We took our first look at AMD's Fusion series earlier this year when we tested the company's dual-core Zacate 18W processor, formerly known as the E-350 APU. Fusion is the marketing name for a number of APUs (Accelerated Processing Units) that AMD has developed since 2006 when it acquired ATI.
As you should already know, Fusion is all about combining general processor execution with 3D geometry processing and other functions of modern GPUs in a single chip.
The E-350 examined in February was part of AMD's "Brazos" platform and combined two Bobcat cores with a Radeon HD 6250 graphics unit to achieve truly impressive performance. Not only was the E-350 more powerful than Intel's Atom when it came to raw computing power, the GPU was also much faster than anything we've seen with the Atom before, including Nvidia's Ion.
AMD follows in Brazos' footsteps and is now ready to unleash its bigger brother. The new addition, code-named "Llano", is in the "Lynx" platform from AMD and contains four Husky cores (very similar to those in Athlon II processors – more on this later) as well as a robust GPU based on the redwood architecture the Evergreen family.
The Evergreen GPUs supplied the latest generation of AMD's Radeon HD 5000 graphics cards with a refresh. Llano's graphics core has 160 to 400 stream processors, which should make them significantly more powerful than any other integrated graphics solution we've seen.
Since the Llano APUs are part of a completely new mainstream desktop platform (Lynx), they need a new socket. The new format, called "Socket FM1", supports A-series processors and uses PGA packaging (pin grid array) with 905 contacts.
AMD plans to ship many different A-Series APUs, which are divided into three key families. High-end models will be part of the A8 series and will be quad-core processors using the Radeon HD 6550D graphics core at 600 MHz. The A8-3850 runs at 2.9 GHz and the A8-3800 does its job at 2.4 GHz. However, this speed is increased by AMD's Turbo Core technology and can therefore be operated at up to 2.7 GHz. The A8-3850 has a TDP power of 100 watts, while the A8-3800 only has 65 watts.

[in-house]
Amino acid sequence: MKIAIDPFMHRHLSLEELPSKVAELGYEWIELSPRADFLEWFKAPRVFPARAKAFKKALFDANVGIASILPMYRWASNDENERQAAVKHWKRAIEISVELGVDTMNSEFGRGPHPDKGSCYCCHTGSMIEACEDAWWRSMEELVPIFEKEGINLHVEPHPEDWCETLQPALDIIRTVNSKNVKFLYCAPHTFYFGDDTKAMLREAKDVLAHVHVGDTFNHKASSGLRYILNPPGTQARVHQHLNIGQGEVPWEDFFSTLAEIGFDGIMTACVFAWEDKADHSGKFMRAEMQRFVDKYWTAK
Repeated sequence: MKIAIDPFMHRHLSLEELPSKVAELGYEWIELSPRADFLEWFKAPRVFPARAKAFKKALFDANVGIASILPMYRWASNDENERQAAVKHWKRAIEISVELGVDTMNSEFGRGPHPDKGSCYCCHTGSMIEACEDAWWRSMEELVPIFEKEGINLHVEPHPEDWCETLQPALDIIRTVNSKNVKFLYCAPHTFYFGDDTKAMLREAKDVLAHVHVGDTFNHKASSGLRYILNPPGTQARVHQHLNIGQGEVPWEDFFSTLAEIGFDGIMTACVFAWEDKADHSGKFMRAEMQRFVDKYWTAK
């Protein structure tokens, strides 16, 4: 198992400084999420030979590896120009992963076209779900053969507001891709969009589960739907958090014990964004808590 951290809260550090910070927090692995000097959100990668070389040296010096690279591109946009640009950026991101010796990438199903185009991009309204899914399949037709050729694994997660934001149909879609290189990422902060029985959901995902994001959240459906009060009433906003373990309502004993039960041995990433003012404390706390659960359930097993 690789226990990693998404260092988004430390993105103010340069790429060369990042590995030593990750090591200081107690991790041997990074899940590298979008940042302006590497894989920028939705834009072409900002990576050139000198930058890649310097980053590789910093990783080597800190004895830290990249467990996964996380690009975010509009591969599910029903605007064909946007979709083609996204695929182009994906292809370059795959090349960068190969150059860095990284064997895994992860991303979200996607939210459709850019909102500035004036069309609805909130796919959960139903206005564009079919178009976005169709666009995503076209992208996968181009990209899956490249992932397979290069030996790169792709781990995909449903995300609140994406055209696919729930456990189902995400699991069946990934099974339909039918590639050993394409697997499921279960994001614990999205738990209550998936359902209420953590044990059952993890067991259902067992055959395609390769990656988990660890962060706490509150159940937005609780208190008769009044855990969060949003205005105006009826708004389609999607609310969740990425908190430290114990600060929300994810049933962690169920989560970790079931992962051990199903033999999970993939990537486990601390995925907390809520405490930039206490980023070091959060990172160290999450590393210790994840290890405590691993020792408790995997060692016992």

The APUs A6-3650 and A6-3600 – also quad-core processors – are in the middle. These were downgraded to a Radeon HD 6530D, which is about 40% slower on paper. The A6-3650 operates at 2.6 GHz without the support of Turbo Core technology and still receives a TDP power of 100 watts, while the A6-3600 operates at 2.1 GHz with a Turbo Core frequency of 2.4 GHz and gets a more modest TDP of 65 watts. All quad-core chips have a 4 MB L2 cache.
The A6 series will also include a triple-core A6-3500 operating at 2.1 GHz with dynamic boosts up to 2.4 GHz, 3 MB cache and 65 W TDP. Below, AMD's affordable dual-core APUs A4-3400 and A4-3300 operate at 2.5 GHz and 2.7 GHz (neither of them support Turbo Core). Both have 1 MB cache and a Radeon HD 6410D, with the first clocked at 600 MHz and the second at 443 MHz.
Now that you're up to date with Llano's desktop product range, let's analyze the new architecture and welcome AMD's new flagship APU with our usual test battery.